Already battered by questions about the safety and effectiveness of its 1 1/2-year-old effort to inoculate all U.S. troops against anthrax, the Pentagon faces new evidence suggesting that some vaccinations are not being administered on time, particularly to reservists.
Military vaccination records obtained by a House panel show that nearly half of the 32,000 National Guard and military reserve members inoculated so far were overdue for the required additional shots. Delays in administering the vaccine, which involves an unusually extensive regimen of six shots over 18 months, can retard its efficacy.
Defense officials dispute the numbers, saying the problem lies more with slow reporting by the Pentagon's central tracking system. But they acknowledge some difficulty in delivering the inoculations because of part-time training schedules or out-of-town travel.
With Congress weighing two bills that would either suspend the inoculations or make them voluntary, the latest disclosure promises to generate fresh questions about the wisdom and management of the vaccination program--the Pentagon's first attempt to protect the entire military against a germ warfare agent.
Rep. Christopher Shays (R-Conn.), who chairs the national security panel of the House Government Reform Committee, intends to focus on the vaccination compliance data at hearings today. And a House Armed Services panel has scheduled testimony for Thursday to review the program.
While determined to continue the vaccination effort, the Pentagon finds itself increasingly on the defensive. Touted initially by military officials as a far-sighted response to the rising threat of germ warfare, the program has become a source of some unrest in the ranks and political controversy on Capitol Hill.
The 220 troops who have openly resisted the vaccine constitute only a tiny fraction of the 350,000 service members inoculated so far. But the fact that even that many are willing to accept expulsion from the military for refusing the shots suggests a broader undercurrent of unease among military families worried about possible adverse reactions to the vaccine. Some of the most pronounced opposition has come from reservists, who are freer to quit the military.
"The message we've been sending the Pentagon is that you have to pay attention to the concern; you can't just tell troops to take the vaccine because you told them to," said Rep. Steve Buyer (R-Ind.), who heads the Armed Services subcommittee on personnel.
At an internal strategy meeting called last month by Deputy Defense Secretary John J. Hamre, Pentagon officials conceded that more should have been done to explain the program to service members, according to several participants.
"Science is not winning this debate; emotion is," said a senior officer who attended the meeting.
Hamre has ordered stepped-up efforts to educate troops about the need for the vaccine and to dispel fears of side effects. He also has sought greater involvement by four-star regional commanders in selling the program.
Anthrax tops the U.S. government's list of biological warfare threats because it is considered the easiest germ weapon to make and use. When inhaled as tiny, dry particles, it can cause severe pneumonia and death within a week.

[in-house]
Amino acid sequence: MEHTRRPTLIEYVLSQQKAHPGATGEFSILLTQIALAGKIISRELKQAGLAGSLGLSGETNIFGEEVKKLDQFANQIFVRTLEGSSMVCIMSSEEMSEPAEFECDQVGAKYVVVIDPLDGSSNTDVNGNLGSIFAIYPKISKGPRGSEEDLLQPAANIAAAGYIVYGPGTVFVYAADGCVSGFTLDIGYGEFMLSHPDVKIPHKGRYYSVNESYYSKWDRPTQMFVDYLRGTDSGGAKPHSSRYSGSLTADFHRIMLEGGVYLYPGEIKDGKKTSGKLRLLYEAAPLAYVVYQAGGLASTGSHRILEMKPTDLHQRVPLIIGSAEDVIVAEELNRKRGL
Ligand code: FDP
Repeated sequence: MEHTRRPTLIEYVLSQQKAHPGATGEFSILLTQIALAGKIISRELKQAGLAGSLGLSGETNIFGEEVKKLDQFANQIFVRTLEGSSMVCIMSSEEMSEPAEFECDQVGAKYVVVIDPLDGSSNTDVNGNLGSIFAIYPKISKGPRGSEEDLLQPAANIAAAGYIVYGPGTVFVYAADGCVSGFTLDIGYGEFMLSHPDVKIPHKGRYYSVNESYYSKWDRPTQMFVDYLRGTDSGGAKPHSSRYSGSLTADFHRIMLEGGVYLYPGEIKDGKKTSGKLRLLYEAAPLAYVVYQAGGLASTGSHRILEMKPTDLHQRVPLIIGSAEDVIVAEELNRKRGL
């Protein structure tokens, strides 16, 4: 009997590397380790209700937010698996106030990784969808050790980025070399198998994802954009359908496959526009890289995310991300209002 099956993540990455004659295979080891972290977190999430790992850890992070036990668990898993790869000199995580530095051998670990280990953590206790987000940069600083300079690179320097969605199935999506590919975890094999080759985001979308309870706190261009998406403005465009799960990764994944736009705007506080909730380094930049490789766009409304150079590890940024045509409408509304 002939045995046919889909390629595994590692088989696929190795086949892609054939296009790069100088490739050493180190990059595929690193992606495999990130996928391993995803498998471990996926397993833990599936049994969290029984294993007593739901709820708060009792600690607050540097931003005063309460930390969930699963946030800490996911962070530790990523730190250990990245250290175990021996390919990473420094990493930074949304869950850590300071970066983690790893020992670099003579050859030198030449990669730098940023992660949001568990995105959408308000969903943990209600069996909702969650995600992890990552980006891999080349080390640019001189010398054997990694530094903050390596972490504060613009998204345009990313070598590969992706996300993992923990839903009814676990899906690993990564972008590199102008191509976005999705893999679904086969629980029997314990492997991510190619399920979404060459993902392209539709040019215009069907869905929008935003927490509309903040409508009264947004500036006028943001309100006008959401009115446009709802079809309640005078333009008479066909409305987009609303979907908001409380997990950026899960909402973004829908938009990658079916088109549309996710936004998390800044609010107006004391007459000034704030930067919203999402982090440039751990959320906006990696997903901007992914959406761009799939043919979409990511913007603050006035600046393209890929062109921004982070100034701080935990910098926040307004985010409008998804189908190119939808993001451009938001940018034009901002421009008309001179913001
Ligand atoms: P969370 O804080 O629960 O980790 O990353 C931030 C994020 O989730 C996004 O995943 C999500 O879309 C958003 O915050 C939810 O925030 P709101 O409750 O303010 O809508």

Although no country is known to have released the bacteria on a battlefield, the Pentagon has called attention to Iraqi attempts to stockpile anthrax supplies and estimates that at least 10 countries have developed germ weapons. In December 1997, Defense Secretary William S. Cohen ordered all 2.4 million active duty and reserve troops vaccinated, starting with those serving in the Persian Gulf or South Korea or in units likely to be called into combat.
The vaccine has existed for three decades. It was approved for use by the Food and Drug Administration in 1970, largely for veterinarians and others who work with livestock or animal products. But critics note that much more is known about the vaccine's ability to protect against cutaneous anthrax, the usually nonlethal form that attacks the skin, than about the form of anthrax that might be inhaled on a battlefield.
In launching the inoculation program, Cohen insisted that the military services keep close track of the shots. The Pentagon set up a monitoring network, known as the Defense Eligibility and Enrollment Reporting System, or DEERS. It was in culling through DEERS data that Shays's staff discovered what they say is an alarmingly high percentage of reservists overdue for shots.
In some cases, entire reserve units had missed the inoculation schedule by a month or more, the House panel found.
Charles Cragin, the Pentagon's assistant secretary for reserve affairs, said yesterday that the DEERS data gave a misleading picture of compliance because of a lag in service reports. "Many of the overdues are really the result of tardiness in reporting rather than any sort of delay in the vaccinations," he said.
But Cragin, who is due to testify today, acknowledged that some reserve units were falling short of the standard: administering 90 percent of the shots within 30 days of their due date. The reserves' compliance rate is between 70 percent and 90 percent, Cragin said.
Many reservists and Guard personnel are not meeting the timetable for getting their six anthrax vaccine shots.
Air Force Reserve
Air National Guard
Army National Guard
Marine Corps Reserve
SOURCE: House of Representatives
CAPTION: Senior Chief Petty Officer John Payhurst administered anthrax vaccinations aboard the carrier USS John C. Stennis while it was in the Persian Gulf in 1998.